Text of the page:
Two women historians thus discovered, through a careful and inventive close reading of their sources, things that their predecessors had thought impossible to assess. Some of their results were produced through methods that are not taught in most graduate programmes in history (statistical tests for Fairchilds, network analysis for Rice), and that no historian could have applied on a personal computer before the late 1990s. Yet they did the job by themselves – and it was only one part of their research. Not something that obliged them to stop questioning categories, to forget individual agency or to put aside aesthetic questions. Quantitative techniques were just one tool among others that helped them do their job as humanists.

In this universe, peopled by diverse colleagues producing home recipes and bespoke formalisation, we feel politically and scientifically at home – much more so than in the world of ‘retooled’ historians. Moreover, what happens here is less boring. Using quantitative methods to demonstrate the weight of well-known structures is like beating a dead horse with a highly sophisticated bludgeon. Do we need to spend so much time and effort to collect, count and classify, if the results are predictable or expected? There are, however, different, more rewarding ways to count.

Counting always requires a decision to consider two elements as equivalent or different from one another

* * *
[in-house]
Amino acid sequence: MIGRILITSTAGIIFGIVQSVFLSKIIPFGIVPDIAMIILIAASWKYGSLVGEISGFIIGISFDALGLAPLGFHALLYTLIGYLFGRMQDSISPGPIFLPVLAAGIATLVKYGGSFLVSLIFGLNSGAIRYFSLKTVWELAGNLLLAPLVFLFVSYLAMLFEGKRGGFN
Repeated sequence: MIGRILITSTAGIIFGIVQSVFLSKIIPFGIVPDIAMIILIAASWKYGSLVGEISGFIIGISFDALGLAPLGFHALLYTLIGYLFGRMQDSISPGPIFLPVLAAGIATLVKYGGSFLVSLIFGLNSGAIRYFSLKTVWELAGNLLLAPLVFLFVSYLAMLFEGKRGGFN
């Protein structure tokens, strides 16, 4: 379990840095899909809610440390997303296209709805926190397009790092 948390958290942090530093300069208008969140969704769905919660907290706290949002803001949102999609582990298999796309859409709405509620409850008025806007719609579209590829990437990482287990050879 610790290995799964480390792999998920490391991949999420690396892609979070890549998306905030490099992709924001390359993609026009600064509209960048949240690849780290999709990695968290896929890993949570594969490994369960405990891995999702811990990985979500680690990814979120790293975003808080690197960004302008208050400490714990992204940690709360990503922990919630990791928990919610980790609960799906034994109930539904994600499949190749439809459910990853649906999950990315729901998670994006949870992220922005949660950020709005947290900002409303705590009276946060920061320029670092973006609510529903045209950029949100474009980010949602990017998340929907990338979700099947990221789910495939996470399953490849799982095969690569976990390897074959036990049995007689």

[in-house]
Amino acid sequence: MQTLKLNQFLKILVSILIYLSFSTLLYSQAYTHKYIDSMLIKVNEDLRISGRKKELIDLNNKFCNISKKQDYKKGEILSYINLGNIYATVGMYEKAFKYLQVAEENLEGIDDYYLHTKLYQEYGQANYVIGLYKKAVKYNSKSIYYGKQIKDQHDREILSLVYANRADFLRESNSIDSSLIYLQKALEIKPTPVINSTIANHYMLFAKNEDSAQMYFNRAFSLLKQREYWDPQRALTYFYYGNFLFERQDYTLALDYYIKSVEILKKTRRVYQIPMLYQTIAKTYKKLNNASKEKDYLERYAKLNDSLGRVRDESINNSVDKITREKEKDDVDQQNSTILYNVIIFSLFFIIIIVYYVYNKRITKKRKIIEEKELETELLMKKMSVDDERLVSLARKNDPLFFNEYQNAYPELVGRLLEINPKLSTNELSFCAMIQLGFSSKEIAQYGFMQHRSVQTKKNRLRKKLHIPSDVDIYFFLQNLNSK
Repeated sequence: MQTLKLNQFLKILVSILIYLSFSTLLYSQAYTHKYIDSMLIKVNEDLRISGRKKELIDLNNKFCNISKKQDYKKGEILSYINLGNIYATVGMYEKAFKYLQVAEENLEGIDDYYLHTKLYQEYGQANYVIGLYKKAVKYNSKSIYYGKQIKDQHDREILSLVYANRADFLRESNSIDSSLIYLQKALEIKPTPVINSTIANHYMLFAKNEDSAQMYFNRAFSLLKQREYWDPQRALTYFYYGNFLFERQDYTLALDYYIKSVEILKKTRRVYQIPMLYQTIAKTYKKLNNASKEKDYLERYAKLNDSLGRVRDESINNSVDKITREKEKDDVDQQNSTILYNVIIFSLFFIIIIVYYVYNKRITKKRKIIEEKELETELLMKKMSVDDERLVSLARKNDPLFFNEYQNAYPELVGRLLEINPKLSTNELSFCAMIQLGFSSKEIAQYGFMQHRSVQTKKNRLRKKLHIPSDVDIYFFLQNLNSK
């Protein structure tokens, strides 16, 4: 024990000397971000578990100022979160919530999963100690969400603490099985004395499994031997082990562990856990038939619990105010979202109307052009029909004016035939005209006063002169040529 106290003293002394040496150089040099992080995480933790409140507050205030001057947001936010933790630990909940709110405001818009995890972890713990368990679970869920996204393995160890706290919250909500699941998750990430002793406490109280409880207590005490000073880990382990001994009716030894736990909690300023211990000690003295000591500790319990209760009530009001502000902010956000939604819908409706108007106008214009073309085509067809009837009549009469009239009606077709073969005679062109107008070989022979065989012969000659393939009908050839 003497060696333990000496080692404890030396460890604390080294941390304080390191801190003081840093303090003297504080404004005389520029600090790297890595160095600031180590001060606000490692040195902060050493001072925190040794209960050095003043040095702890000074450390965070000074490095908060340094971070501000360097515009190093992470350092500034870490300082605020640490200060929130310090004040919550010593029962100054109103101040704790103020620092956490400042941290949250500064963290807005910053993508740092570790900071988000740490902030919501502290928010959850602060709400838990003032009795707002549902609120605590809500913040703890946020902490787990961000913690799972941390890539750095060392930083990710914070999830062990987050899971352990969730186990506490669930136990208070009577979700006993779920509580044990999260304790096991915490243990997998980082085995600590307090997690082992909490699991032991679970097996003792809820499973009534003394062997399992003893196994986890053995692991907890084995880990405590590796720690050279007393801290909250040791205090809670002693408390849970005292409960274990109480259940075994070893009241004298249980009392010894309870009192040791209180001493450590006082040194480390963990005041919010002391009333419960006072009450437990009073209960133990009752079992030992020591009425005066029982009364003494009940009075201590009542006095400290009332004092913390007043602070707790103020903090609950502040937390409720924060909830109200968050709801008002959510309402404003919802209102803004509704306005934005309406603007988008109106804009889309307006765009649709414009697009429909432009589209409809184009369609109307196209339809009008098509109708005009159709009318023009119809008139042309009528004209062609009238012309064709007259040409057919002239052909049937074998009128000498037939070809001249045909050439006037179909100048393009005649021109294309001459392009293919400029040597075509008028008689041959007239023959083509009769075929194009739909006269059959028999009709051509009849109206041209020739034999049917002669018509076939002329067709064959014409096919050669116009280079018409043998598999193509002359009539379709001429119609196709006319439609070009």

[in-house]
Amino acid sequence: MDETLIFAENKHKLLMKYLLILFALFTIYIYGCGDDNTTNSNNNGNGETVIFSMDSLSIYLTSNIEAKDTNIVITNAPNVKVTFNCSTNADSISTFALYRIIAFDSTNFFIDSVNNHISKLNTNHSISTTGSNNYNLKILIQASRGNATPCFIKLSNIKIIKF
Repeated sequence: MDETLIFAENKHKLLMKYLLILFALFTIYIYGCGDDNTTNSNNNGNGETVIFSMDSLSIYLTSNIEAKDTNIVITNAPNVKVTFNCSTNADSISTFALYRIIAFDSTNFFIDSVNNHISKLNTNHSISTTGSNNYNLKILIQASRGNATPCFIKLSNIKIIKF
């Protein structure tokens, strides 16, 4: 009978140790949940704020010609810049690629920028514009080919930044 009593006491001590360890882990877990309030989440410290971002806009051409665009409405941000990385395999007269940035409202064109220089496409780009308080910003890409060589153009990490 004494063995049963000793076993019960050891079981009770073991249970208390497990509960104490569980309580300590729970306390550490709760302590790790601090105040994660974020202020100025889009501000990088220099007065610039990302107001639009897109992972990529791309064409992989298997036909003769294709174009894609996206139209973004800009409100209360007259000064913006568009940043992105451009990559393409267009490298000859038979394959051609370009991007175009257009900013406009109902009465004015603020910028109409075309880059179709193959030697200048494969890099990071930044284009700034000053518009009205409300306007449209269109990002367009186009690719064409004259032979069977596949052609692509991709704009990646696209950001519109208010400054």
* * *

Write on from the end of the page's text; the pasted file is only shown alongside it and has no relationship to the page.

It is possible to use quantification at micro scales, even to assess the exceptionality of individuals and to discuss their agency. What drives quantification is the density of information and the determination to deal with it in a systematic way – rather than dealing directly with entire societies. In the 1980s, some Italian microhistorians explored the meanings of Edoardo Grendi’s phrase the ‘exceptional normal’ using quantitative techniques, and others have done so since. For example, in 2012 Paul Ocobock used the narrative of the caning of a Kenyan Asian boy to frame his examination of corporal punishment in colonial Kenya – but he wove it together with a quantitative study of court and prison records, showing which dimensions of the boy’s experience were commonplace (his age and gender) and which were exceptional (his Asian origin). Data need not consist of long, homogenous series pertaining to a single phenomenon. Intricate sets of trajectories and interactions are more interesting: patterns can be discovered thanks to techniques such as multiple correspondence analysis, network analysis or sequence analysis.

Counting always requires a decision to consider two elements as equivalent or as different from one another. Quantification uses categorised data. Yet this categorisation does not have to be done in a standard, ahistorical way or to remain blind to the intricacies of lived identities. Assigning categories such as ‘type of occupation’, gender or religion to persons on the basis of historical sources is always a scientifically tricky and politically charged operation – whether the aim is to produce percentages or write a narrative. Some quantifiers take this task seriously. A precondition for this is the acceptance of the intricacies, the biases and the silences in our sources.